Kate Pascoe Squires shares the truth bombs we all need to hear |

“We want it all, but we are killing ourselves doing it. This culture of ‘busy, busy, busy’ is just one that I am not subscribing to any more” – Kate Pascoe Squires shares the truth bombs we all need to hear

There I was, crying in the shower. Again. Barely able to stand, chronic pain and fatigue taking over my body. My husband walks in and I go over the same dialogue he’s heard so many times before...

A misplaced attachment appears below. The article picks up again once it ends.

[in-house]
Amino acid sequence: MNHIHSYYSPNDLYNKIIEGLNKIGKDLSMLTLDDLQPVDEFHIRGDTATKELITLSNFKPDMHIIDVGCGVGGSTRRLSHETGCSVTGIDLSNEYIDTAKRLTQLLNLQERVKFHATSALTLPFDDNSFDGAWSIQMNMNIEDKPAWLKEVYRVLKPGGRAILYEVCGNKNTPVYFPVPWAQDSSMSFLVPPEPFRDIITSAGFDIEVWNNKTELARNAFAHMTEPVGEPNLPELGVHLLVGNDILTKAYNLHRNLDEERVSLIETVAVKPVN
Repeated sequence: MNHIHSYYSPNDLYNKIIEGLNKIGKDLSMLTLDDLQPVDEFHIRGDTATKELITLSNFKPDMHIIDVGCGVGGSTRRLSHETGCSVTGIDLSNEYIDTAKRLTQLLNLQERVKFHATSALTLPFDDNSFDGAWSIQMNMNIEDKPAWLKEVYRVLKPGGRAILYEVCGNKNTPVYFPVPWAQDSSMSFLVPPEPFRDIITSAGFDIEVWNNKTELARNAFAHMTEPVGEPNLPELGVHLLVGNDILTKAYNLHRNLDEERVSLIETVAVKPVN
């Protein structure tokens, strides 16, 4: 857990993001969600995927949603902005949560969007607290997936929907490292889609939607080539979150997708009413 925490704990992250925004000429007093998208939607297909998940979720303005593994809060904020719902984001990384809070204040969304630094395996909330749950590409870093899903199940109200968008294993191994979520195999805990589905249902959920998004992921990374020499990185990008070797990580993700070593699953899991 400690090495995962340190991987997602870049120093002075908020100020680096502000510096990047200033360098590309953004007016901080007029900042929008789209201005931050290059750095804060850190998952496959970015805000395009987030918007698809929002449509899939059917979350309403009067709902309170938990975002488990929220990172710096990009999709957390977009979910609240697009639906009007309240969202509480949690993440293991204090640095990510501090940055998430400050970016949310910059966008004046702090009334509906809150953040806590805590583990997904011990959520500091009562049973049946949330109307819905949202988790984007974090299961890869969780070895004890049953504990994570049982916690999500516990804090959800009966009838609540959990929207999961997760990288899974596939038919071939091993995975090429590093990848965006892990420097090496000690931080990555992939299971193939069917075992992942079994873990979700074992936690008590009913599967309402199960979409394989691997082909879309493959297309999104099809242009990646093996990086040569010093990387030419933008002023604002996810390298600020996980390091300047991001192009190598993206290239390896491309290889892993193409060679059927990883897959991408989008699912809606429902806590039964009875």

“I can’t do this anymore. I hate this. I feel so sick. No one can help me. I’ll be like this forever.” But earlier this year, after my 9th laparoscopy for stage four endometriosis (including a hysterectomy for adenomyosis), I made a decision that I wasn’t going to be like this forever. No more. I made a decision to slow my life right down – and not just for a week or two. I needed to take the bull by the horns, as they say, and stop things right there and then. This wasn’t an easy decision (cue more tears). I desperately want to go at the million miles an hour my type A personality demands, but the thing was, I could no longer do it. I would make plans with friends and then have to make excuses to get out of them. I would take on clients and then stress non-stop about how I was going to service them. I would be frightened every day that I would be too exhausted to properly look after my children. My husband barely got a look in. No one was seeing the best of me – including me – so I decided to strip my life right back. Hello to the slow down. I certainly can’t control my disease, but there are things that I can control and this is what I worked towards. I felt empowered to build up my physical, emotional and spiritual wealth as best I could. That would become my work for the time being. For how long? For however long it takes. So what does the slow down look like? I know I am in a privileged position to take time out from my career to concentrate on rebuilding my health. That doesn’t mean that I am absconded from all of my life responsibilities. I have a six-year-old and an eight-year-old who require a whole lot of attention. Physically it’s not as hard as when they were toddlers, but emotionally… oh boy. As you know, the job doesn’t get easier. I have two stepdaughters and a step grandbaby. Dog to walk, cat to feed. I have a house to run and finances to look after. The list can go on, but I am no longer viewing it all as a list. It’s life. AND, it’s very different to heading into an office every day or the relentless pull of your own business. That, I know. The crux of my slow down is the refusal of “busy”. I can fill my days to the brim, with or without work, so it’s a discipline to allow myself time. After having such a crammed diary for years now, it’s a strange feeling to have days where nothing is planned – but I am learning to sit comfortably with that. It’s ok not to be busy. In fact, it’s kind of cool. It’s taken me months, but I have stopped feeling like I need to justify myself to everyone. I’m taking time. That’s what’s happening. A-Okay? No, I’m not bored. I’m not idle. I’m just focusing on the things that really matter to me and my family for the time being.